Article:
October 9, 2017
GE making waves by removing executive perks
Usually, when a brand’s top executives are in the news related to executive perks, the average reader will not be inclined to be happy about the direction of that story. This is not the case with General Electric, however. At least this time.
According to a recent report by CNN, General Electric is “eliminating company cars for senior executives… as part of the company’s overall cost reduction plan…”
General Electric to Cut Cost
Many American consumers already knew GE was looking for ways to cut corners, so many expected that belt tightening to include “staff reduction.” Instead, executives are going to see fewer perks in order for the company to get some red out of its ledger.
But the company wasn’t done yet. GE also said they had plans to ground its fleet of corporate jets as yet another cost-saving move. Likely, there will be more to come.
These decisions are aspects of GE’s plan to trim about $2 billion in overall costs by the end of next year. The cost-cutting is certainly a necessary move. The company hasn’t been doing well as of late, and investors are not happy. Executives needed to make some quick decisions, both for investors and for their public image.
The multiple news stories of top executives losing multiple perks are likely to win fans at kitchen tables across the country, but it may not be enough to assuage frustrated shareholders. GE has had a pretty rough 2017 so far. Stock is down 22 percent, and CEO Jeff Immelt left the company last August after a 16-year run in the top spot.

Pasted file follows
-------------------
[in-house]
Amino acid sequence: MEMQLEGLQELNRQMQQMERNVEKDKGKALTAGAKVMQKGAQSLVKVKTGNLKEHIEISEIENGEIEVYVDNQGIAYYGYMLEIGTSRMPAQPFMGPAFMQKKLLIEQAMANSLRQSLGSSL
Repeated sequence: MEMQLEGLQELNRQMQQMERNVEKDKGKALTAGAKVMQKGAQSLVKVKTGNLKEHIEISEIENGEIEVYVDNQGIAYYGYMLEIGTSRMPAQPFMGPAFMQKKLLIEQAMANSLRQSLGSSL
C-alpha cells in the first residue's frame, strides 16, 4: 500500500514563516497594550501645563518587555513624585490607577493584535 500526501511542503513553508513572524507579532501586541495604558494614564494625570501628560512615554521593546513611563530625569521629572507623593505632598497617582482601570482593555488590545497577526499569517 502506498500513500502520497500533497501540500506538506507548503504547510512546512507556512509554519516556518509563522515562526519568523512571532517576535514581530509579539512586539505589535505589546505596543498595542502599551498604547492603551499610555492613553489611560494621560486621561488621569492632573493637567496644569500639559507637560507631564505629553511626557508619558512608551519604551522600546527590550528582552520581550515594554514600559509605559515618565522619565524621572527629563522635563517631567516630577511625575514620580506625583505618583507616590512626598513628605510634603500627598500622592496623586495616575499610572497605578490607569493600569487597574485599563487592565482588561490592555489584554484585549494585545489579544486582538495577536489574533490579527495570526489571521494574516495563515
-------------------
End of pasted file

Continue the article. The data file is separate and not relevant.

New CEO, New Plan
The job of fixing the 125-year-old company, which is one of the most recognized in US history, now falls to CEO John Flannery.
Almost immediately after taking the job, investors told Flannery he needed to do something to cut costs. That was non-negotiable. Further, employees would be expected to be held accountable for results, and that accountability would be top-down. At the time, Flannery made news by promising that he “heard them loud and clear.”
So far, he seems to have made good on his word, working hard to cut costs without damaging the company’s image among American consumers. While, at present, there are no hard figures as to how much cutting the executive perks will actually save GE, so there’s strong speculation that there will be more belt-tightening coming. So, are these decisions meant to soften GE’s image ahead of inevitable layoffs?